Postby nydad » Wed Feb 20, 2013 12:52 am

- I'd like to avoid borrowing any money at all if possible. Is it possible to invest in a long-term leveraged way without debt?

I'm not sure you're using the word leverage in the way it is normally used in investing. Leverage normally means to borrow money to invest more - but it can also be used to describe use of derivatives like options. As you noted, I believe leveraged ETFs are mainly targeted for short-term traders.

It sounds like you're really asking for more risk/reward, right - but without borrowing.

If that's the case, I'd suggest one of the following:
1) emerging and frontier markets - see if you can find a low-cost ETF, or an actively managed ETF in a particular country that has a decent track record. Vietnam has been soaring recently. What's the next country to take off? Are you that clever?
2) small cap, small cap value or microcap ETFs - many choices here
3) Individual stocks. Check out this graph:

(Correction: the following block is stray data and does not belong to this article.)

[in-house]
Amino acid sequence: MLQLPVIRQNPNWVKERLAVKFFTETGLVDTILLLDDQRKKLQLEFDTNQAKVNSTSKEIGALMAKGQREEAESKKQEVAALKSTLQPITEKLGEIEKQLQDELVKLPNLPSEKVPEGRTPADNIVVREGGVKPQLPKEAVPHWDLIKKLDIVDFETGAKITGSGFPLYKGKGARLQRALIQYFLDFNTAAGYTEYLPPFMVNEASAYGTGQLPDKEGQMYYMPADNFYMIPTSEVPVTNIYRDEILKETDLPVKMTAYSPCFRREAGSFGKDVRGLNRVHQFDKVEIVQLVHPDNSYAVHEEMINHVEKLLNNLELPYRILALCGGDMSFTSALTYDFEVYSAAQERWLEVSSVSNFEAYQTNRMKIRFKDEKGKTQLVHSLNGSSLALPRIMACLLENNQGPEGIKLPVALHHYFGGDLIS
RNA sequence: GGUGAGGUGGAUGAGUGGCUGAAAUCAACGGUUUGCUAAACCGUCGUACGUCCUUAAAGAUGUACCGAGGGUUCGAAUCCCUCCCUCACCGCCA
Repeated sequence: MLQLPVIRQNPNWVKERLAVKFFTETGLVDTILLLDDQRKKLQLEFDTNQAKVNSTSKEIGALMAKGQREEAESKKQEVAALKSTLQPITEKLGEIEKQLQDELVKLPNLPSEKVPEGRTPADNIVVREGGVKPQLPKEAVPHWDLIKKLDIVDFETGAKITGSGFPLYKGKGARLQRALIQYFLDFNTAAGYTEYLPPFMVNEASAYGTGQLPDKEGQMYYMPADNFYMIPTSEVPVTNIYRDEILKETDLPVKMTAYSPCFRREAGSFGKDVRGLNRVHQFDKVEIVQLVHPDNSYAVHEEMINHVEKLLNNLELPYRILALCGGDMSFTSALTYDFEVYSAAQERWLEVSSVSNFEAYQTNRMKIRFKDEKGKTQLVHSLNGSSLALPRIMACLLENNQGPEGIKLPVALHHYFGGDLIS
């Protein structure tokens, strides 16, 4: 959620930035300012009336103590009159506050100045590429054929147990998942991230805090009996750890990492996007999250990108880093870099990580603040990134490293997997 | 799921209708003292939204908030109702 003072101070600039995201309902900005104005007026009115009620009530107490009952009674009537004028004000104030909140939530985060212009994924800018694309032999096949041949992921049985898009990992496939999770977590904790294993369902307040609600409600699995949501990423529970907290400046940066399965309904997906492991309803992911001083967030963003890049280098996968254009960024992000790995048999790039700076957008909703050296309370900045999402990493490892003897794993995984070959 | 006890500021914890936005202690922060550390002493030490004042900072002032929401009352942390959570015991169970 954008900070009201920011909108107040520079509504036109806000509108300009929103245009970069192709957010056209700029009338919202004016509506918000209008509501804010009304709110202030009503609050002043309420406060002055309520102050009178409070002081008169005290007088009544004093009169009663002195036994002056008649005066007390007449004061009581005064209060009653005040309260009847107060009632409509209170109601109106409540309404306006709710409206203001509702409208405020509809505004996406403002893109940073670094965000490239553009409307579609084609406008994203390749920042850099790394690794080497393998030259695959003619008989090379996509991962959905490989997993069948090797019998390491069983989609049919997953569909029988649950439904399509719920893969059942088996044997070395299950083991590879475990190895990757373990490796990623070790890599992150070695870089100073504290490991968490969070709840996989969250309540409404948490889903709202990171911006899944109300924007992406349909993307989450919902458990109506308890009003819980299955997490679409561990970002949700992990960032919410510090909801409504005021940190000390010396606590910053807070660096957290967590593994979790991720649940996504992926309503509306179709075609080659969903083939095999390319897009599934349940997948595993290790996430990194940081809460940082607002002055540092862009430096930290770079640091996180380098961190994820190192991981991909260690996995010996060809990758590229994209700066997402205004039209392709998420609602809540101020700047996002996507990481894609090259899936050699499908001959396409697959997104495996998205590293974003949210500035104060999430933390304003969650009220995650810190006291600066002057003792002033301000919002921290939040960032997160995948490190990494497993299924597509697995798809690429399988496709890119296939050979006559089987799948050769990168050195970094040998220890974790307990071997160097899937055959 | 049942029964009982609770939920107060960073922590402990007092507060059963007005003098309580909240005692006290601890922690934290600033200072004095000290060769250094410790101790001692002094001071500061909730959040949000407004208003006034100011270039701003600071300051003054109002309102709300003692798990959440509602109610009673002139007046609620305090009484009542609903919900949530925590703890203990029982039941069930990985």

http://quote.morningstar.com/fund/chart.aspx?t=VFINX&region=USA&culture=en-US&statePara=%7Bsecurities%3A%5B%7Bn%3A%22Vanguard%20500%20Index%20Inv%22%2Cids%3A%22FOUSA00FS1%7C0P00002SZH%7CCU%24%24%24%24%24USD%7C1%7C1%7CFO%7C1976-8-31%7C%7C%7Cfalse%7CUSA%7C18%22%7D%2C%7Bn%3A%22Apple%20Inc%22%2Cids%3A%220P000000GY%7C0P000000GY%7CCU%24%24%24%24%24USD%7C1%7C1%7CST%7C1980-12-12%7C%7C%7Cfalse%7CUSA%7C3%22%7D%5D%2CchartType%3A%22GrowthChart%22%2Crange%3A%221980-9-30%7C2012-12-31%22%2Cperiod%3A9%2Cregion%3A%22USA%22%2Ctc%3A%22USD%22%2CisD%3A%220%22%2CisR%3A%220%22%2CrM%3A3%2Cscale%3A%221%22%2CbMenu%3A%22%22%2Csma%3A%220%2C0%2C0%22%7D This shows Apple vs. Vanguard 500 index fund from 1980 till today. $10,000 invested in ~1980 with VFINX would give you around $250k, but you'd have over $1.8M if you'd invested in Apple. However, if you look at the graph, the 500 index beat apple until 2006. That's 26 years of underperformance in a single stock against an index - and then the stock blows past. Who knows what will happen over the next 30 years? The largest risk/return in the market is thus available IMHO through single stock selection. The problem is, very few people know how to do this really well, which is why most of us invest in index funds instead. A bit boring - you'll never get 50% return year after year with an index fund, but if you want to roll the dice, put 5% in a few stocks and gamble a bit.